A Fluffy Little Olive Branch
Over the past couple of years, Harry had got into something of a routine. His office, once a blank canvas, alive with possibilities at the start of his career as an Auror, was now decked with familiar photos, stacks of old case files he hadn’t checked in months, a shelf full of books for reference, and a clock that tick-tocked reassuringly every minute of the day. He was too tired from his workload to ever think about changing anything, or sort through old notes that were no longer needed. It was enough just to tackle one case after the next.
His routine as well had become startlingly unvaried during the week. Whilst his friends had got married and were even starting to have children now, Harry’s personal life, as far as romance was concerned at any rate, had flat-lined. It wasn’t like he didn’t still see everyone, especially at weekends; there were always Quidditch matches to go to, pubs to visit and films to watch, but at the end of it all Harry would go home to an empty house, filled with quiet, darkened rooms.
There wasn’t much point in spending a lot of time there he felt, so he liked getting to the office early and staying there late, eating up the hours when other people were engrossed with the ones they loved.
He had become aware that there wasn’t a tremendous amount of spontaneity in his life, but he found that sort of comforting after the volatile years he’d spent at school, dodging death at every other corner, or so it felt. His fieldwork provided a decent amount of drama and action after all, and after only a couple of years as a trained Auror he already had one of the best success rates in the department.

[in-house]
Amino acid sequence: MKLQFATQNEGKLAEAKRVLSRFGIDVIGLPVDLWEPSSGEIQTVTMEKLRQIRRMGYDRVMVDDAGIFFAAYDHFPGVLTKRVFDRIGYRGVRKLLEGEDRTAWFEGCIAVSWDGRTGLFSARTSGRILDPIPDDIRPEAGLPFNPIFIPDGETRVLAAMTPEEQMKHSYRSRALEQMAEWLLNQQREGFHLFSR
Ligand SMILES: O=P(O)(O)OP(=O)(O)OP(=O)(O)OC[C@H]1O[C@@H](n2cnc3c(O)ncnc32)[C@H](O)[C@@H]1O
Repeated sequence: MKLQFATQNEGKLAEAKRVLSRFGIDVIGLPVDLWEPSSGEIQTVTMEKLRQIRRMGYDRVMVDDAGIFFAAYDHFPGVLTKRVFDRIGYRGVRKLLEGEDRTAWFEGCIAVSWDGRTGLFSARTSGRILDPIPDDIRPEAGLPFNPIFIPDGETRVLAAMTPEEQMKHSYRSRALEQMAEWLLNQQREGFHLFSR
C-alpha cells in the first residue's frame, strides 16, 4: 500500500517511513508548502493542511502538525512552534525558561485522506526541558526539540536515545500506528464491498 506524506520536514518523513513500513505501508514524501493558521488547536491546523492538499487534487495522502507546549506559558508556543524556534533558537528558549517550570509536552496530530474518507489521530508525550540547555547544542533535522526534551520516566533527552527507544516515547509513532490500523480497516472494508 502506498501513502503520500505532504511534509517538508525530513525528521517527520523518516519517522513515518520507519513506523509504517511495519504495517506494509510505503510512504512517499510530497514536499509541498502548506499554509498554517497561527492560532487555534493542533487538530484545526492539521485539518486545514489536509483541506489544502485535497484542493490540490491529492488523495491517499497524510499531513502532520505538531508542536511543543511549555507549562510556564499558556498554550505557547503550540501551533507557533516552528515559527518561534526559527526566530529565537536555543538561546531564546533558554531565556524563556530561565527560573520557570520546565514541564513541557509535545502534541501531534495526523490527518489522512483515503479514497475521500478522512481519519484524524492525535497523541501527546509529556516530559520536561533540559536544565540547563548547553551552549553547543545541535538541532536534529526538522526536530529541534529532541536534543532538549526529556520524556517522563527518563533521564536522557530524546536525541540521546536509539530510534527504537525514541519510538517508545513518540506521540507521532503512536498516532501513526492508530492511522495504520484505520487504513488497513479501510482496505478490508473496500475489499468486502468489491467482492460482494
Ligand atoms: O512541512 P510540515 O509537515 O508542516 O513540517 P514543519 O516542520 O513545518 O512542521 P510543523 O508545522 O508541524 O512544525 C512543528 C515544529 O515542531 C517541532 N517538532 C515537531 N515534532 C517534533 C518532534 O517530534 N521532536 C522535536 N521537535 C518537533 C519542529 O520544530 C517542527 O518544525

Occasionally, he would lament that he didn’t have someone to share that with when he stepped through his front door. Ron, being his partner, already saw him most days and knew what he was up to anyway, which meant Hermione knew too. Of course he would have stories to tell when he met up with Luna or Neville, or at Weasley family gatherings, but it wasn’t quite the same.
At times like this he would sigh, shake himself, and remember that he had a very happy life. He didn’t need anyone else by his side to validate it. It just…might be nice. But without that inspiration, his office stilled, reminding him that routine and predictability had become his friends in all aspects of his life.
That was, until that morning.
He had taken the Floo early and arrived at the Ministry before most of his colleagues as usual, and headed down to the Auror division without more than a handful of people to say hello to along the way. All the doors along his well-walked corridor were closed as he came to a halt to unlock his own, stepping inside to turn on the lights to aid the weak dawn sunshine.
And there, on his desk, was a box.
The box had not been there when he had left the previous night, and he had most definitely locked his door like he always did. So for a moment, Harry just stared, possibly trying to determine the box’s origin by sight alone.